ELMIRA, N.Y. (WETM) – Earlier this year, Arnot Health, Montefiore Nyack Hospital, and St. Charles Hospital filed a lawsuit against the New York State Department of Health regarding a lack of Medicaid reimbursement funding for their respective Chemical Dependency Units.
The plaintiffs say the base reimbursement was set in 2005 and in the more than 15 years since the treatment for chemical dependency has changed significantly.
“Arnot is asking for more money from the state for treatment of chemical dependency,” Michael Donlon, Esq., attorney at Welch, Donlon, and Czarples, PLLC, added.
The lawsuit is based on New York State Health Law, claiming that the petitioners need state funds to adequately and efficiently run their specialized units that are licensed by New York State. The lack of funds makes it more challenging to keep up with new substance abuse treatments and puts the burden of payments on the provider and patients.
“Treating opioid patients is far greater than treating alcohol patients. The basis for reimbursing the healthcare facilities does not align with the realities of who they’re treating now,” Donlon continued.
“The use of those minimally trended operating costs from so long ago… is not rational, does not reflect the reasonable and adequate costs incurred in the operation of petitioners’ Chemical Dependency Units.”Supreme Court of New York petition
The healthcare providers have to prove the current funds, based on the 2005 Consumer Price Index and relative inflation during the past 15 years, are irrational and not sufficient. This is a challenge because the state has a reasonable argument, claiming their numbers were based on national trends.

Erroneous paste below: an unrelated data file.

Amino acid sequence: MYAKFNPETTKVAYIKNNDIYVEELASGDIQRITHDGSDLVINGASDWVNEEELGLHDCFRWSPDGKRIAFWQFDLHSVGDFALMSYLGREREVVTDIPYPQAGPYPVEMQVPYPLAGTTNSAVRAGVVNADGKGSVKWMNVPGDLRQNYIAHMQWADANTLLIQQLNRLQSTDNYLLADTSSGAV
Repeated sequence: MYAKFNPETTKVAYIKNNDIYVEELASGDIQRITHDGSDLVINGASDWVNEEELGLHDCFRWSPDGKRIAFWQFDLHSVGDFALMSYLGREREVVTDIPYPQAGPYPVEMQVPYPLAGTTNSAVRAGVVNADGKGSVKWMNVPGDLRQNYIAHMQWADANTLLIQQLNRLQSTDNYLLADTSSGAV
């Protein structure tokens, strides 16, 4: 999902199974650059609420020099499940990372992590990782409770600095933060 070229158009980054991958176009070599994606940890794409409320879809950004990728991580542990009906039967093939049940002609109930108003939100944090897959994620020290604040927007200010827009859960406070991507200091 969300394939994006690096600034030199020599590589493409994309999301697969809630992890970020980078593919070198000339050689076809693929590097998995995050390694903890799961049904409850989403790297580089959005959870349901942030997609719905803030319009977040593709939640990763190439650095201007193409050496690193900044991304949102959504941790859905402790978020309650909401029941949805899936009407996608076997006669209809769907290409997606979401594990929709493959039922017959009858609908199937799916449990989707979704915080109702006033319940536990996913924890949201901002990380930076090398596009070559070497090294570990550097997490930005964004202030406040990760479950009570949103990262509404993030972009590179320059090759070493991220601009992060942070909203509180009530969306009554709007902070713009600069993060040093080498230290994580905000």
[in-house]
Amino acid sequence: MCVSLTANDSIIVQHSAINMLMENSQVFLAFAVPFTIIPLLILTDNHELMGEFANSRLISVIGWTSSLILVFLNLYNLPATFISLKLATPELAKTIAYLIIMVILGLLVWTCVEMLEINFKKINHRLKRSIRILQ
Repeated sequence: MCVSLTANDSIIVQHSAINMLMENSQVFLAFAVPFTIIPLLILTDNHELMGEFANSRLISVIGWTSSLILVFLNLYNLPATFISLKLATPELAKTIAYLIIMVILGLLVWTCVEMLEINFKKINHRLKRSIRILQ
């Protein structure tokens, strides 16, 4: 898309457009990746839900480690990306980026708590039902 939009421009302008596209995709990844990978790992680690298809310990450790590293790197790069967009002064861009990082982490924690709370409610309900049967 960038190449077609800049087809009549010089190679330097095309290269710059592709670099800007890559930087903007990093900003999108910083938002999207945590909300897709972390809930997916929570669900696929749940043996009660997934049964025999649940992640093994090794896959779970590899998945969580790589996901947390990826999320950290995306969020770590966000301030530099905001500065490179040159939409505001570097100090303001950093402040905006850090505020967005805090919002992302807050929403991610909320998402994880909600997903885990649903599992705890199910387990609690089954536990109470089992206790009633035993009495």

“The Consumer Price Index does, to some extent, reflect healthcare inflation. However, it doesn’t seem like the Consumer Price Index consideration of healthcare inflation is properly reflecting what’s actually happening in operation,” Donlon said.
With the advent of designer drugs, like Fentanyl and Oxycodone, by Big Pharma, the problem has worsened. The petition also claims that nearly every municipality in the state faces the opioid epidemic head-on.
Amid the settlement by Attorneys General nationwide with Purdue Pharma, local healthcare providers are hoping to see some of that money trickle down to their operations soon. This case was filed prior to the recent settlement, but it comes as New York State recently came to terms with Johnson & Johnson about the sale of opioids.
“They’re saying, ‘Hey, we are the ones that are shouldering the burden. We’re on the ground, treating individuals who have been affected by the turbocharging of opioid sales in New York State. We need to see some of this money come down here so that people who have been affected will reap the benefits.” Donlon concluded.
Arnot Health replied to 18 News’ request for comment saying, “Arnot Health joined the other hospitals in filing this lawsuit because the rates we are paid for treating patients with chemical dependency were established in 2005. As such, these more than 15-year-old reimbursement rates do not reflect the true cost or complexity of services needed to support the large community of people coping with the serious challenges of chemical dependency.”
The New York State Department of Health has not replied to the request for comment.
The case is being heard by a Chemung County New York State Supreme Court justice. There is no word on a trial date. The full court documents can be found here.